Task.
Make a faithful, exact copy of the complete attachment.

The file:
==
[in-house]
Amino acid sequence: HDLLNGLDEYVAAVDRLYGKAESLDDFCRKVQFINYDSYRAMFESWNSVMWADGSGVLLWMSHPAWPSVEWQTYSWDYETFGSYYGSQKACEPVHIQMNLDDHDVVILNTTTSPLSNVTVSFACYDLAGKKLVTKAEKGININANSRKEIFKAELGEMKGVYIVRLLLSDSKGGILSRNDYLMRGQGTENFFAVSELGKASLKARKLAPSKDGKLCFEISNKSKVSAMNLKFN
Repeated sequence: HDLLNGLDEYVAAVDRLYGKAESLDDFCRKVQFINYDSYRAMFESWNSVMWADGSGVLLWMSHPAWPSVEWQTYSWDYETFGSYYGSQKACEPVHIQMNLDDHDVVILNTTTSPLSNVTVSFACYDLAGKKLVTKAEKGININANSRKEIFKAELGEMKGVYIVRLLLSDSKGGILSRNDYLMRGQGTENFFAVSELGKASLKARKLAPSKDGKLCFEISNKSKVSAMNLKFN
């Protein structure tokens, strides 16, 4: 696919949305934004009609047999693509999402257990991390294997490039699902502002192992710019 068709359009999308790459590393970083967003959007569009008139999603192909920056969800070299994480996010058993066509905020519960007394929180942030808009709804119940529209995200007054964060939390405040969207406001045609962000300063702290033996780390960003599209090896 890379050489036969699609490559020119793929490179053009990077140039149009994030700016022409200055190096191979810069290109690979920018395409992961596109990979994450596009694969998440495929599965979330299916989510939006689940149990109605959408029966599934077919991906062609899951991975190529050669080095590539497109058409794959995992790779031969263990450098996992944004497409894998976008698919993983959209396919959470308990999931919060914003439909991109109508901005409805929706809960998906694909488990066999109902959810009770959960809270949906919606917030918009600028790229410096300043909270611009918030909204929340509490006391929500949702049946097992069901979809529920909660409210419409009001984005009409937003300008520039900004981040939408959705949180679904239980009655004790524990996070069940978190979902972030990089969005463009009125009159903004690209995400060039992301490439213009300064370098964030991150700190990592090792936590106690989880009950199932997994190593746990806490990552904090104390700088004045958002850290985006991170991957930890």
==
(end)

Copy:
[in-house]
Amino acid sequence: HDLLNGLDEYVAAVDRLYGKAESLDDFCRKVQFINYDSYRAMFESWNSVMWADGSGVLLWMSHPAWPSVEWQTYSWDYETFGSYYGSQKACEPVHIQMNLDDHDVVILNTTTSPLSNVTVSFACYDLAGKKLVTKAEKGININANSRKEIFKAELGEMKGVYIVRLLLSDSKGGILSRNDYLMRGQGTENFFAVSELGKASLKARKLAPSKDGKLCFEISNKSKVSAMNLKFN
Repeated sequence: HDLLNGLDEYVAAVDRLYGKAESLDDFCRKVQFINYDSYRAMFESWNSVMWADGSGVLLWMSHPAWPSVEWQTYSWDYETFGSYYGSQKACEPVHIQMNLDDHDVVILNTTTSPLSNVTVSFACYDLAGKKLVTKAEKGININANSRKEIFKAELGEMKGVYIVRLLLSDSKGGILSRNDYLMRGQGTENFFAVSELGKASLKARKLAPSKDGKLCFEISNKSKVSAMNLKFN
């Protein structure tokens, strides 16, 4: 696919949305934004009609047999693509999402257990991390294997490039699902502002192992710019 068709359009999308790459590393970083967003959007569009008139999603192909920056969800070299994480996010058993066509905020519960007394929180942030808009709804119940529209995200007054964060939390405040969207406001045609962000300063702290033996780390960003599209090896 890379050489036969699609490559020119793929490179053009990077140039149009994030700016022409200055190096191979810069290109690979920018395409992961596109990979994450596009694969998440495929599965979330299916989510939006689940149990109605959408029966599934077919991906062609899951991975190529050669080095590539497109058409794959995992790779031969263990450098996992944004497409894998976008698919993983959209396919959470308990999931919060914003439909991109109508901005409805929706809960998906694909488990066999109902959810009770959960809270949906919606917030918009600028790229410096300043909270611009918030909204929340509490006391929500949702049946097992069901979809529920909660409210419409009001984005009409937003300008520039900004981040939408959705949180679904239980009655004790524990996070069940978190979902972030990089969005463009009125009159903004690209995400060039992301490439213009300064370098964030991150700190990592090792936590106690989880009950199932997994190593746990806490990552904090104390700088004045958002850290985006991170991957930890």